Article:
Meet our Project Leaders

We have an expanding team of experienced beekeepers who work with small communities who require our help.  These include:

Stuart Andrews: stuart_andrews@beesabroad.org.uk – Uganda

David Blower: david_blower@beesabroad.org.uk – Tanzania

David Bonner: david_bonner@beesabroad.org.uk- Uganda

Neil Brent: neil_brent@beesabroad.og.uk – Sierra Leone

Brian Durk: briandurk@beesabroad.org.uk – instrumental in starting the Kom Beekeeping Project in Cameroon in 1997 prior to the setting up of ‘Bees Abroad’.  In his time with us he has been Project Manager and Fundraiser.  Presently he manages projects in Adrucom, Ghana

Roy Dyche – Roy is a retired teacher, teacher-trainer and author. He took up beekeeping in the early 1990s and since joining Bees Abroad in 2009 has managed projects in Uganda and Zambia, a country he knows well, having taught there in the 1960s. In 2009 he travelled over 2000 miles around Zambia collecting material on its honey industry for a BBC radio programme. He is a long-standing member of the Dover and District Beekeepers’ Association.

Jo Hiscox: jo_hiscox@beesabroad.org.uk – Cameroon

John Home: john_home@beesabroad.org.uk – Kenya

Beekeeping in the Laikipia area of Kenya

Whilst at Agricultural College I was introduced to beekeeping and this became my hobby. I soon had 10 hives and a growing interest. As my experience grew I was offered a job with the largest Bee Farm in the UK and this made me realise I could achieve this for myself and led to over 30 years making my living from a successful business known as Fosse Way Honey in Warwickshire managing 350/400 hives and marketing the products around the Midlands. I became a member of the Bee Farmers Association and had the honour of twice serving as their chairman.

My retirement came when the business was sold in 2005. It was then that I was introduced to Bees Abroad by one of their project leaders who felt my skills in beekeeping and marketing were ideal to join as a volunteer and learn about helping introduce beekeeping in developing countries.

After visiting a project in Malawi with the late Pam Gregory I was hooked and with the support of my wife became project leader in Kenya. Retirement since 2005 has been so fulfilling sharing and enthusing rural farmers with beekeeping skills to create income for themselves and their families and improving their lives.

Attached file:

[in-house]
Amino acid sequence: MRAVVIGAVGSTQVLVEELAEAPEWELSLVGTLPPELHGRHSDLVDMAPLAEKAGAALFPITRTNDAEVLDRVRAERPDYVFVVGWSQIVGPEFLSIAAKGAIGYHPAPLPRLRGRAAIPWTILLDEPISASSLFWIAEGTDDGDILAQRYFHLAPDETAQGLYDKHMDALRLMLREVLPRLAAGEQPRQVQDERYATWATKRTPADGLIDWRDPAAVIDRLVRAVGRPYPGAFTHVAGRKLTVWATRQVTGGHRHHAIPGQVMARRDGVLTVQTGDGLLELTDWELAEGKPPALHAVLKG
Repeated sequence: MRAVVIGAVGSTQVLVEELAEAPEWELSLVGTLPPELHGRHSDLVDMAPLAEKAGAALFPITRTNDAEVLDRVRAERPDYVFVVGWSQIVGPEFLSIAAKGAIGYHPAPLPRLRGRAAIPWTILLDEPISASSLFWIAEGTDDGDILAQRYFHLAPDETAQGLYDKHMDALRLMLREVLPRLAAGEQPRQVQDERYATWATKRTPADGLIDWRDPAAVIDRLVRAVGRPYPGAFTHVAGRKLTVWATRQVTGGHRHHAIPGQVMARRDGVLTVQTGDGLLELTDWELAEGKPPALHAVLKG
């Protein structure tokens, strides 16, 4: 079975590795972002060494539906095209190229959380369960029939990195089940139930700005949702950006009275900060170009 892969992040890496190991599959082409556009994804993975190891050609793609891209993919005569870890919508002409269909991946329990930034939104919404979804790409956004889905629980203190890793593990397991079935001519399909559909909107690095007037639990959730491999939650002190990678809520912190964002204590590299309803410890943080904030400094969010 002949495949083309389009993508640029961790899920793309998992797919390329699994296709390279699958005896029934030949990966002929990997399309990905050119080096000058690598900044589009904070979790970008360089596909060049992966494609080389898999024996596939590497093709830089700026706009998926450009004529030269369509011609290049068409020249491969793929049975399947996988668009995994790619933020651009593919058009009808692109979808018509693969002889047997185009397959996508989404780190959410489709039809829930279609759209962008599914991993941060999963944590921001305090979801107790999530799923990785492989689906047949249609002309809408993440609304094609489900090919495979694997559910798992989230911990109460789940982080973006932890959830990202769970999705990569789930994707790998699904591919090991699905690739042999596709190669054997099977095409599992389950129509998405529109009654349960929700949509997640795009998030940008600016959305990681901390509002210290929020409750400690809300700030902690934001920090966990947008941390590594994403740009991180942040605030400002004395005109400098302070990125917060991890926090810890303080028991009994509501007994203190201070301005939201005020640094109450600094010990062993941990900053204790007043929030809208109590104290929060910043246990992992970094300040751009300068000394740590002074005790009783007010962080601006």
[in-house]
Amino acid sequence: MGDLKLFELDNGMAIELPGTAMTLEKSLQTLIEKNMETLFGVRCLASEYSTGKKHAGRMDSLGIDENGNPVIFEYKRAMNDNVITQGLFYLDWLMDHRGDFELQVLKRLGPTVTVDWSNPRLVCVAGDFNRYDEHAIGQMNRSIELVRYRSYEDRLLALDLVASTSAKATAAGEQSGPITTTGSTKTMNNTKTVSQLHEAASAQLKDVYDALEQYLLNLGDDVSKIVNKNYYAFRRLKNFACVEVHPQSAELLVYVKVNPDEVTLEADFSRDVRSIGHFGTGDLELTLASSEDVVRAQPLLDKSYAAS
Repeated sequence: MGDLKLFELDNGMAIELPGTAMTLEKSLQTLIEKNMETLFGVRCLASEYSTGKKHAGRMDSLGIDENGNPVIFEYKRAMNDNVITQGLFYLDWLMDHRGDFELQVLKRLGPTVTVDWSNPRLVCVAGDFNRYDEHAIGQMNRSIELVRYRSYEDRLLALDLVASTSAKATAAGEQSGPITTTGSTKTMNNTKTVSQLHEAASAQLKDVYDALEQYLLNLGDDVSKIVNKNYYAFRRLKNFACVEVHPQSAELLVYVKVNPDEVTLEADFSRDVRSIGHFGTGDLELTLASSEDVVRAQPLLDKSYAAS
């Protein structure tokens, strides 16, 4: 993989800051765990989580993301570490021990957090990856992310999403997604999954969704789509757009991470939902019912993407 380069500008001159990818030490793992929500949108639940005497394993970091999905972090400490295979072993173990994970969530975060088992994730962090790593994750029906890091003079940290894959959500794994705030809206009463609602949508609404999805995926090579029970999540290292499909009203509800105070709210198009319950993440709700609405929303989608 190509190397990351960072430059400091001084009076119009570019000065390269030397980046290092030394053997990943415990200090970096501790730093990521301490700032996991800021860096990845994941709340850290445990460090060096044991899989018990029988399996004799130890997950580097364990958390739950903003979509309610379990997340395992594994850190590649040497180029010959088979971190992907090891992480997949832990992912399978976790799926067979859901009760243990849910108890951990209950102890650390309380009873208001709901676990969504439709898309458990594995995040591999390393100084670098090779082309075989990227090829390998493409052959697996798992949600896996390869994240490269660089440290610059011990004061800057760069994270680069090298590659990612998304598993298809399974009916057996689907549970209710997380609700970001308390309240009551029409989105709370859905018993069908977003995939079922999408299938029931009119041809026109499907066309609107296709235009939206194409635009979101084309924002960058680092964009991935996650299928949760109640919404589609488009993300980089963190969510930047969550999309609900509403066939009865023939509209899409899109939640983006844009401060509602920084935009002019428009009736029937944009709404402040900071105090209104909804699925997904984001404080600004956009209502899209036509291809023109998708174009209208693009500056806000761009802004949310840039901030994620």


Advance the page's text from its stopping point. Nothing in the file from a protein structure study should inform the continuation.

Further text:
When John and I met my career was in nursing and his passion then was beekeeping as a hobby, so we complemented each other have always and been able to work together sharing our interest in the value of honey and hive products. Honey could be used in wound care and nutrition, so I was aware of its value both in the home and in nursing care.

I retired before John and we worked together going to farmers markets enjoyed talking about the hive products by then we had extended the range by adding value to honey and beeswax. These skills have been put to good use in the UK with being very confident helping with the Bees Abroad shop and talking to visitors to the various Agricultural and honey shows which the charity attends

It was beneficial to accompany John on visits to Kenya and soon realised I could help the women improve their income by adding value to the honey and beeswax and began to share recipes with them. It has been a great privilege to see them grow small businesses and create income for themselves to support their families.

Martin Kunz: martin_kunz@beesabroad.org.uk

Martin’s love affair with India is much older than his involvement with bees: He worked for 1.5 years with Non Governmental Organizations in Kolkata in the 1970s instead of doing military service in Germany. Only in 2013 did he start keeping bees in London – and then started to look for bees during business trips to India and came across Under the Mango Tree – the partner of Bees Abroad – which works in particular with Apis cerana – the ‘Indian bee’. Regular business trips (Martin sets up and manages supply chain for organic and Fair Trade products) ensure a regular contact.
Martin is also a member of the Management Committee of International Bee Research Association (IBRA), and a joint owner of Beebop Honeys Ltd. – a small company aiming to bring honey from non traditional bees the Europe.

Trisha Marlow: trisha_marlow@beesabroad.org.uk
Mother of five and Master Beekeeper, works as Project Manager for Ghana co-ordinating the Brong Ahafo Cashew Farmers’ projects, the Bandaman Senior High School project, the Bia Biosphere project and the Nkabom Women’s project in the Brong Ahafo and Western regions with three partner organisations and an expanding team of Bees Abroad trainers. A successful regional training in late 2017 provided 18 beekeeping associations with local mentors to improve their knowledge and practical experience, and the on-going development of Ghanaian extension workers and trainers continues whenever a gap in the schedule permits.

Adebisi New: bisi_new@beesabroad.org.uk –  Nigeria

Richard Ridler: richard_ridler@beesabroad.org.uk – Uganda

Dawn Williamson: dawn_williamson@beesabroad.org.uk – Rwanda

Julian Willford: julian_willford@beesabroad.org.uk – Mwanze in Tanzania.

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